No movement of A&E patients says hospital

Fianna Fáil general election candidate Cllr Lisa Chambers claimed last weekend that "overflow from A&E and patients on trolleys were moved to the Medical Assessment Unit and Day Services Unit to hide the true scale of the problem from the eyes of An Taoiseach" when he was visiting the hospital last Friday to open a new cystic fibrosis unit.

However in a statement issued in response to the claims from the Taoiseach's office they said: "The Taoiseach's office has confirmed with Mayo University Hospital that there was no alteration in procedures in the A&E unit on Friday when the new €1.4 million Cystic Fibrosis Unit was opened. This was a very positive day for the hospital and a fantastic day for all those involved in the unit. The Taoiseach was delighted to be attending to officially open the unit and commended all those involved in their hard work. It is most unfortunate and disappointing that some politicians want to turn the occasion into an election football and would use inaccurate information to do so."

Cllr Chambers said in her statement: "This situation cannot continue, patients' lives are being put at risk and there is no dignity for patients who are simply moved out of sight rather than being moved to a bed they badly need. Over the weekend I was informed there were 17 patients in the Medical Assessment Unit and Day Services Unit, who would have been in the A&E department otherwise. It is believed they were moved on Friday in advance of the Taoiseach's visit. These units are generally vacant at the weekend and operate Monday to Friday."

"The problem with this is that they are not given beds on the ward where they should be and it is masking over the problem. Apparently this also happened two weeks ago and because there was a delay in moving the patients out of those units come Monday, the day procedures due to begin Monday morning were delayed until lunchtime, so other vital services and procedures, such as scopes, are being affected as this crisis persists and grows."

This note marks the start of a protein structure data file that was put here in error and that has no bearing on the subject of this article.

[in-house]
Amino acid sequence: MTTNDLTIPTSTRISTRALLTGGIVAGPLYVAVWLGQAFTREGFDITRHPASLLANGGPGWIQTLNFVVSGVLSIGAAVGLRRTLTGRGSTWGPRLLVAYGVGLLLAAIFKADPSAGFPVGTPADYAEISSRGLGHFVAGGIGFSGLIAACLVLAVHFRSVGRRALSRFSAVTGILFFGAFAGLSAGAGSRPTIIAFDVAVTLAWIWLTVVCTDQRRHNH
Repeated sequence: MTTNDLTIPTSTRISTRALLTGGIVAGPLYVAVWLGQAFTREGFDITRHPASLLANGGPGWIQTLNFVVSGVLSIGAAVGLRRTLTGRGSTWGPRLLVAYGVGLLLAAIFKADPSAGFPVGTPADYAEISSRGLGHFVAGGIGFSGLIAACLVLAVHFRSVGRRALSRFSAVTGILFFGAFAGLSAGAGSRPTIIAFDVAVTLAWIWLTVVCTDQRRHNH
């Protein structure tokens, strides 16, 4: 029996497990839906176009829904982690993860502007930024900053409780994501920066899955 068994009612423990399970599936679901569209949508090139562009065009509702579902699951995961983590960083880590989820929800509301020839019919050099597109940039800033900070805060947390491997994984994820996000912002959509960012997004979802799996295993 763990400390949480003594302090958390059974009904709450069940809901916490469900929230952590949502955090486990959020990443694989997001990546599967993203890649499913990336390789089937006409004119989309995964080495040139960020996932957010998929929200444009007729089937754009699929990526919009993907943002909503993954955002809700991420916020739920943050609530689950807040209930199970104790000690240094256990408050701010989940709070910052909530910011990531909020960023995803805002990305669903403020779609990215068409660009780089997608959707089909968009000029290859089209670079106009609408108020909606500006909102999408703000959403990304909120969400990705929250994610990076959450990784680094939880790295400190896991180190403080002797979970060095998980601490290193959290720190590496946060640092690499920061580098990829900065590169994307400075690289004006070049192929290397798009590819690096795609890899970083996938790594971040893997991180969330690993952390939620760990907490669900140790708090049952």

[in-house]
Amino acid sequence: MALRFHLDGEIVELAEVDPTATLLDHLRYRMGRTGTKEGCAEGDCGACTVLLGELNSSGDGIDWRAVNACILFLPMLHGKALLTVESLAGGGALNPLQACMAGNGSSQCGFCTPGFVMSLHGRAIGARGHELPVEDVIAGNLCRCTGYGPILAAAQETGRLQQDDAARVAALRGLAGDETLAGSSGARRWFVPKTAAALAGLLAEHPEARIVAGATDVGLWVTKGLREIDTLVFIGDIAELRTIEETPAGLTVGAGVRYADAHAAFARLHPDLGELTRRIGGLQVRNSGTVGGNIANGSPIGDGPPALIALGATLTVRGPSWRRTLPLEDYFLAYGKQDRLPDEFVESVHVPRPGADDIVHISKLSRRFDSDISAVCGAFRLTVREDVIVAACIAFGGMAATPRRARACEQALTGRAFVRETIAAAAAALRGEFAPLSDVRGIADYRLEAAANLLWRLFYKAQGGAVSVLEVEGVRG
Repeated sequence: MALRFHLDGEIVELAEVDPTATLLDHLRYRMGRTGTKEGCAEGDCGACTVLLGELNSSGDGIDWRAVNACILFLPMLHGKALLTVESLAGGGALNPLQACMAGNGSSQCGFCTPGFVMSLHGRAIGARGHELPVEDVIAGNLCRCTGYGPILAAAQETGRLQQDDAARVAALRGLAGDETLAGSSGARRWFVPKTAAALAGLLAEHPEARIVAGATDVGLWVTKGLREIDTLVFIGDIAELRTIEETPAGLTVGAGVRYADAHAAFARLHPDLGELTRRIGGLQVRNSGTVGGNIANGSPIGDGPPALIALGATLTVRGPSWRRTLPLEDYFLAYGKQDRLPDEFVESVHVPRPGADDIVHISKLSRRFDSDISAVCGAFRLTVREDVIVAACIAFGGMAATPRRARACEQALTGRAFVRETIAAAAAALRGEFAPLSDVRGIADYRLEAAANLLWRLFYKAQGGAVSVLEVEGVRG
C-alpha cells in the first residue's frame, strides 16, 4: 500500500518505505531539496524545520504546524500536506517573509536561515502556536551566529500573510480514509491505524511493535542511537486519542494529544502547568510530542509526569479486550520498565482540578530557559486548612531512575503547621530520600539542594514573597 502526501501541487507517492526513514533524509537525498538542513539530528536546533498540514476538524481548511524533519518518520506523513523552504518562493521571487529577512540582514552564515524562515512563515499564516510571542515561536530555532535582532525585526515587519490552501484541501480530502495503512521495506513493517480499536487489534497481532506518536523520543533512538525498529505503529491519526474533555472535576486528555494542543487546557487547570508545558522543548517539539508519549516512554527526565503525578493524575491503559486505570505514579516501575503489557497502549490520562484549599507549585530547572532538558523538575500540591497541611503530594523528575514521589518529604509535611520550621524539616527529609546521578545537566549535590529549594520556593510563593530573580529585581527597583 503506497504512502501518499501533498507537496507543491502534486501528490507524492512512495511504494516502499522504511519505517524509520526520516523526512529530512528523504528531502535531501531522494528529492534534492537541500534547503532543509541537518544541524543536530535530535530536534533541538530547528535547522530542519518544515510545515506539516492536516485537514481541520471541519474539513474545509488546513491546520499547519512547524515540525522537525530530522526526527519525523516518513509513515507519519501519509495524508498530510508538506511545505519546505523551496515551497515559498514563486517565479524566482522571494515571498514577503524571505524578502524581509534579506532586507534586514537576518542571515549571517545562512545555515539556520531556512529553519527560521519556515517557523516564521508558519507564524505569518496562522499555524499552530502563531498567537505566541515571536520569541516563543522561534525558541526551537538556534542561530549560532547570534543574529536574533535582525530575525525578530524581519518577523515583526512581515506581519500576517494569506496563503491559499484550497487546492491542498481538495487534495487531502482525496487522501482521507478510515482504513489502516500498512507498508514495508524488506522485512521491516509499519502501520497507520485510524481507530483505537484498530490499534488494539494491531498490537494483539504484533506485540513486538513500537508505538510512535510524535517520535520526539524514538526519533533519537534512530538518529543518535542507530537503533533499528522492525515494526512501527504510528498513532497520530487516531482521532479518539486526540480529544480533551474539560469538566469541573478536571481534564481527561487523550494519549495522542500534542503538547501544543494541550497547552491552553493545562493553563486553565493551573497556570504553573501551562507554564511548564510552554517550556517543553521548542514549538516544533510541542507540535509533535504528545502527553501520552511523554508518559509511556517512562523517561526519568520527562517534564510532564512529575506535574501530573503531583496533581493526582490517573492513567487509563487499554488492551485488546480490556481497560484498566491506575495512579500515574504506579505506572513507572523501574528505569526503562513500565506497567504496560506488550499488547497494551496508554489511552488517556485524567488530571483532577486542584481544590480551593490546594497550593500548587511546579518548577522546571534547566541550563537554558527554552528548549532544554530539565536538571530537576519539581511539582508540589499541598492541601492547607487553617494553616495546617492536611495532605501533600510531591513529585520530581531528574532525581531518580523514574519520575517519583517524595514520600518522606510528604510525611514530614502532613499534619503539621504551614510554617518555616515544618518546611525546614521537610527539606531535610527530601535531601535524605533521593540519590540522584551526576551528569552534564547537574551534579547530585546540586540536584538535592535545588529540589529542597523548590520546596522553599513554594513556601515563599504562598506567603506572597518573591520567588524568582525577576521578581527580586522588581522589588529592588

In a clarification from Mayo University Hospital issued on the Taoiseach's statement, a spokesperson for the hospital said: "It is never acceptable to staff at Mayo University Hospital that patients wait long periods in the Emergency Department to be admitted to the hospital. We continually strive to reduce and eliminate the numbers of patients waiting on trolleys and the length of time they are waiting. Patients are at the heart of everything we do and we aim at all times to provide the highest quality of service to our patients. Under no circumstances would a doctor, nurse or a manager in Mayo University Hospital move patients to another clinical area on any grounds other than for clinical reasons or in the best interest of patients.

"We would not transfer or move a patient because of the visit of An Taoiseach or indeed anyone else. When the hospital anticipates that there is going to be high numbers on trolleys, we initiate an escalation plan in order to reduce the number of patients on trolleys. One of these steps is to transfer patients to beds in the Acute Medical Assessment Unit and the Surgical Day Unit. Due to the current demand for medical beds, the beds in the medical assessment unit have been used almost continuously since early January. This was the case on Friday, as it has been on a regular basis for the past three weeks, when the demand for beds exceeded the number of available beds in the hospital. I would like to reassure the public that all staff at Mayo University Hospital will continue to do everything in our control to reduce the length of time patients must wait to be admitted to the hospital."

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